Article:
In the case of mallet finger, the tendon that extends the tip of the finger is ruptured, making it impossible to extend the finger actively.
The tip of the finger assumes a typical flexed position, as shown in the photograph.
Description of the condition
The tip of the finger is able to extend thanks to the extensor tendon that is attached to the tip of the finger like a rope. When a muscle pulls on the tendon, the tip of the finger extends. If the extensor tendon ruptures, the tip of the finger is suddenly unable to extend and remains in the flexed position. Sometimes a piece of bone to which the tendon attaches will also tear off.
Cause and origin
Mallet finger occurs when the tip of the finger is flexed forcefully. This is common in sports, such as volleyball, basketball or football (goalkeepers). The ball strikes the tip of the finger, causing it to flex in one go.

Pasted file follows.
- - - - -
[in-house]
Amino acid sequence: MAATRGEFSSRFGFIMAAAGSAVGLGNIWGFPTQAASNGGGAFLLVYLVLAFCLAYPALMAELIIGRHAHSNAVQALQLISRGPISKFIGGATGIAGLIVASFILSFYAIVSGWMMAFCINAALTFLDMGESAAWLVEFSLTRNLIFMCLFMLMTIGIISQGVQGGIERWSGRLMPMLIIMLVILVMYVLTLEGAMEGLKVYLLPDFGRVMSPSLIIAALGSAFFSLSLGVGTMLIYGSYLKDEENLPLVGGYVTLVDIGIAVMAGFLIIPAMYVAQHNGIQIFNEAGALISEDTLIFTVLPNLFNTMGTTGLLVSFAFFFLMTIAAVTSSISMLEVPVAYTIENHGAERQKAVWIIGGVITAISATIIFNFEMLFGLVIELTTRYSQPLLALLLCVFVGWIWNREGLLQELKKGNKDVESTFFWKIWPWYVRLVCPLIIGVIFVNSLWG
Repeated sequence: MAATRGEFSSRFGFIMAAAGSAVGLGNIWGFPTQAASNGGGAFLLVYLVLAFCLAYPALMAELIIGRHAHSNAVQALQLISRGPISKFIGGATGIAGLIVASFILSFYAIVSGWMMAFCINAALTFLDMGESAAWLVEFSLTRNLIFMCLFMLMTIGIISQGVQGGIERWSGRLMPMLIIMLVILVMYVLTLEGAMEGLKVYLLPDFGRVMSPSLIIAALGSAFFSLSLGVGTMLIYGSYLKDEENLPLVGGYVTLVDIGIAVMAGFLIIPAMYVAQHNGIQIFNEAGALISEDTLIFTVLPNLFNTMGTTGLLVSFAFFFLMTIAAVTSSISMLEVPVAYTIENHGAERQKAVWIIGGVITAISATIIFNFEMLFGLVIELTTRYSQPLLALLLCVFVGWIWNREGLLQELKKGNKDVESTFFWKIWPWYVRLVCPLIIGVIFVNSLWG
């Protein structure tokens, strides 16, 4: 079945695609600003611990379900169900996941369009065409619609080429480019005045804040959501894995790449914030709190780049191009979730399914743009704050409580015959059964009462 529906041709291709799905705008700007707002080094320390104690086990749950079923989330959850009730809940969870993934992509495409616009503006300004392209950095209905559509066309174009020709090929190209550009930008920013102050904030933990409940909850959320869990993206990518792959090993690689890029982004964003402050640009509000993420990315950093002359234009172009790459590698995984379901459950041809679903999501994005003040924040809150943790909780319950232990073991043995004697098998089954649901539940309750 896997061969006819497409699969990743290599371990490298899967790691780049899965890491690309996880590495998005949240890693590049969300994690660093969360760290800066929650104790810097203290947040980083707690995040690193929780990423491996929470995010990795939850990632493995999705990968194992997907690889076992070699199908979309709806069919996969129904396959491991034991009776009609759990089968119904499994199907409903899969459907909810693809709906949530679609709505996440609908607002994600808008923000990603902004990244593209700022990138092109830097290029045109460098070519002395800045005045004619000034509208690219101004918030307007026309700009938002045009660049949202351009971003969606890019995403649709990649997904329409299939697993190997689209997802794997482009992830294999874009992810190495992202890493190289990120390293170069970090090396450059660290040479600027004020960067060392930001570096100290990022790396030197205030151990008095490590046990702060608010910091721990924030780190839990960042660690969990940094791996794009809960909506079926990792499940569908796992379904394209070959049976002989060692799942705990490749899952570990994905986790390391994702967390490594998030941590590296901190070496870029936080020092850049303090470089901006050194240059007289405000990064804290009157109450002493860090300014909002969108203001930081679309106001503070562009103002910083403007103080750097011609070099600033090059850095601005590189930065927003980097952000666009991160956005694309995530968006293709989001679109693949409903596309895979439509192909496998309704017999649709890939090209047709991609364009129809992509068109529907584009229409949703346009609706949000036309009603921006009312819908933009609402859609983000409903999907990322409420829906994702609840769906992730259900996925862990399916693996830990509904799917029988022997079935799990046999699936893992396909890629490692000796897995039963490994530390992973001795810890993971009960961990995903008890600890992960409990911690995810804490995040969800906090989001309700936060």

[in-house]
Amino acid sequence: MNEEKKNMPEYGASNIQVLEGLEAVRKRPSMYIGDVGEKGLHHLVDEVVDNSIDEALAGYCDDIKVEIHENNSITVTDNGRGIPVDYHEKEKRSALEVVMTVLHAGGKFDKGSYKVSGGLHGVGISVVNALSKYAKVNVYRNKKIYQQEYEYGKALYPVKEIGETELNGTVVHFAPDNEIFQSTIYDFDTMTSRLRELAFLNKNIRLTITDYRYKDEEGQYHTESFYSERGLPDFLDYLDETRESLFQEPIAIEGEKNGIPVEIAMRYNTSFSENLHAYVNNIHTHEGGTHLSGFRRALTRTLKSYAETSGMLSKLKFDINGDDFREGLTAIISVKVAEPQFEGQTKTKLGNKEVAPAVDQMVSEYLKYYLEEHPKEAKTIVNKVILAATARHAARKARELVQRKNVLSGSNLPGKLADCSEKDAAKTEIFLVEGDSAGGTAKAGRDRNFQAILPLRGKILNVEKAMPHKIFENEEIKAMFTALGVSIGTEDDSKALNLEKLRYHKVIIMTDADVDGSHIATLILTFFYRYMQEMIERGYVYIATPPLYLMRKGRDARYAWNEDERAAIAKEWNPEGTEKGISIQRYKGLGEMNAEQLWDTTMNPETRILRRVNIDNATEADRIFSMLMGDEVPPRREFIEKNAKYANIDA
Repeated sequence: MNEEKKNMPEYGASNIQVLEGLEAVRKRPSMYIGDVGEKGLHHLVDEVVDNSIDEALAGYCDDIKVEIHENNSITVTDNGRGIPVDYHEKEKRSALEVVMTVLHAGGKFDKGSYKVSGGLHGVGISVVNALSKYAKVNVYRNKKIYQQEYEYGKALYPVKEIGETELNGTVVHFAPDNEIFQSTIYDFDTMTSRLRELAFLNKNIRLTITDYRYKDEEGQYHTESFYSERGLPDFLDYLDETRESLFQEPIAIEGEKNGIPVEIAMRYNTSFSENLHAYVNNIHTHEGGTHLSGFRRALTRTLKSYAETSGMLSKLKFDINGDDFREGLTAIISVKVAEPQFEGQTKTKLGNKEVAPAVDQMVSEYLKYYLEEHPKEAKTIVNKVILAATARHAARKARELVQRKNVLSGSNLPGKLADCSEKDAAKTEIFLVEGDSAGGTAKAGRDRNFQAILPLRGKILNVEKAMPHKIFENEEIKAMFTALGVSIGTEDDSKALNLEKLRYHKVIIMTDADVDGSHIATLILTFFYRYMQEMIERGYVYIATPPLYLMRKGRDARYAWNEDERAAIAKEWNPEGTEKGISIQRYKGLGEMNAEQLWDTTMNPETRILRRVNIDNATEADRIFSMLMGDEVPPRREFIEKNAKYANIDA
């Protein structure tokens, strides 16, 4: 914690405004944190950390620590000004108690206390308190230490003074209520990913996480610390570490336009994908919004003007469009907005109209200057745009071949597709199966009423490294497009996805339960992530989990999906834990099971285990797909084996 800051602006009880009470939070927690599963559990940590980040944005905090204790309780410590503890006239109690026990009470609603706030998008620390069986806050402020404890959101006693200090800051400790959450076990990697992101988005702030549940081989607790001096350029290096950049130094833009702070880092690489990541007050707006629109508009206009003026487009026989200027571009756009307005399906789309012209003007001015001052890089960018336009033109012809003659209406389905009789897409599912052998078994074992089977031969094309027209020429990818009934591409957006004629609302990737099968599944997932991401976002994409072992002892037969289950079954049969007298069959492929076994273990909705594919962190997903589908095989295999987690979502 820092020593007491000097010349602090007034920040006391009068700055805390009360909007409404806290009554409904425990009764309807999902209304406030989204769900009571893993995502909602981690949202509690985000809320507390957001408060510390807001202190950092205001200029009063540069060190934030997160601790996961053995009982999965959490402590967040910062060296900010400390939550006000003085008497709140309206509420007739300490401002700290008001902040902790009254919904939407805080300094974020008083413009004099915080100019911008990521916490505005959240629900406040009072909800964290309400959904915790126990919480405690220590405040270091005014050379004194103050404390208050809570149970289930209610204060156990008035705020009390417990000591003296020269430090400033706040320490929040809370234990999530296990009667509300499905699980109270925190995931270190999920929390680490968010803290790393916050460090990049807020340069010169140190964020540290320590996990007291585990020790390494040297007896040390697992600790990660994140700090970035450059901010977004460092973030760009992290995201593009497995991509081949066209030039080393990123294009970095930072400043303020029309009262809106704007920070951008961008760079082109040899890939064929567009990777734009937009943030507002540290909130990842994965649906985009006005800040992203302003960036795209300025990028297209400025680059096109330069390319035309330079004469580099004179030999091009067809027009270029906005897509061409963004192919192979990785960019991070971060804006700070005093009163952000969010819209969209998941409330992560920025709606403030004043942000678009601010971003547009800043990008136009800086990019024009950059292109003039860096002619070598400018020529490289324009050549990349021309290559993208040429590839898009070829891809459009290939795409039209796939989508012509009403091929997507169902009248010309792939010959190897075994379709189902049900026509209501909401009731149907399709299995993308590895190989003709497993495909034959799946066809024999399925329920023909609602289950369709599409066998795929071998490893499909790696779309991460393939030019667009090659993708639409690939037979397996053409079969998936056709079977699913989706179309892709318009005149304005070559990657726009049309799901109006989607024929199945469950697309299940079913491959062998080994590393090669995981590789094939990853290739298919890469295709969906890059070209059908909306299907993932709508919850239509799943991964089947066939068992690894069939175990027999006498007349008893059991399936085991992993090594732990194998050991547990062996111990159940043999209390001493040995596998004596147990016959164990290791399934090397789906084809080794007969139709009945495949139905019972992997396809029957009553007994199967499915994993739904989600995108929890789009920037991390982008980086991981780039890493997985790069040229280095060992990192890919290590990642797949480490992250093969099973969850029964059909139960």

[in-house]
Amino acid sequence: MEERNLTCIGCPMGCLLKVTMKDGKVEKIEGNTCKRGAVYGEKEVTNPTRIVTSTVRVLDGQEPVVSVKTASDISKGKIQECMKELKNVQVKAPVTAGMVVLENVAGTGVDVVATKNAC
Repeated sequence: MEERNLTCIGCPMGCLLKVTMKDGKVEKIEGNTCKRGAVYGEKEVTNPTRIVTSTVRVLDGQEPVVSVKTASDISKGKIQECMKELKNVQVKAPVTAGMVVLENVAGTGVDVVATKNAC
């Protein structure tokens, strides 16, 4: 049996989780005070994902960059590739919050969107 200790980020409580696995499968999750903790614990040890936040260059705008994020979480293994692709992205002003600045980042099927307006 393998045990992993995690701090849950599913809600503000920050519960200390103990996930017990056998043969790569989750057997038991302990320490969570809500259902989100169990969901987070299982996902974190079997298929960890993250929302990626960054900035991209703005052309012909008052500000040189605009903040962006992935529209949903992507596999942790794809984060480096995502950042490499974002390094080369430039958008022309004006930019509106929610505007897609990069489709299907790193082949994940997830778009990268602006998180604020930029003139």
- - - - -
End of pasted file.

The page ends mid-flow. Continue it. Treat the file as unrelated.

The extensor tendon can also rupture during daily activities. Classic examples include making the bed or pulling up a sock.
Signs & symptoms
- The moment at which the extensor tendon ruptures may not always painful, the pain can start afterwards.
- The tip of the finger is in a flexed position.
- The fingertip cannot be extended.
- Localised swelling is present.
The injury is usually treated with a splint for the first six weeks. The fingertip is fixed in extended position and may not be flexed for that period. The splint must be worn continuously. If the symptoms are not resolved, or if a larger piece of the bone has torn off, the tendon can be reattached surgically.
Following splint treatment or surgery, a physiotherapist can assist in gradually building up the mobility and strength of the finger.
Peters-Veluthamaningal, C., Willems, W., Smeets, J.G.E., Windt, D.A.W.M. Van der, Spies, M.N., Strackee, S.D., Vos, K., Wind, L.A. & Geraets, J.J.X.R. (2010). NHG-Standaard. Hand- en polsklachten. Huisarts Wet. 2010:53(1):22-39.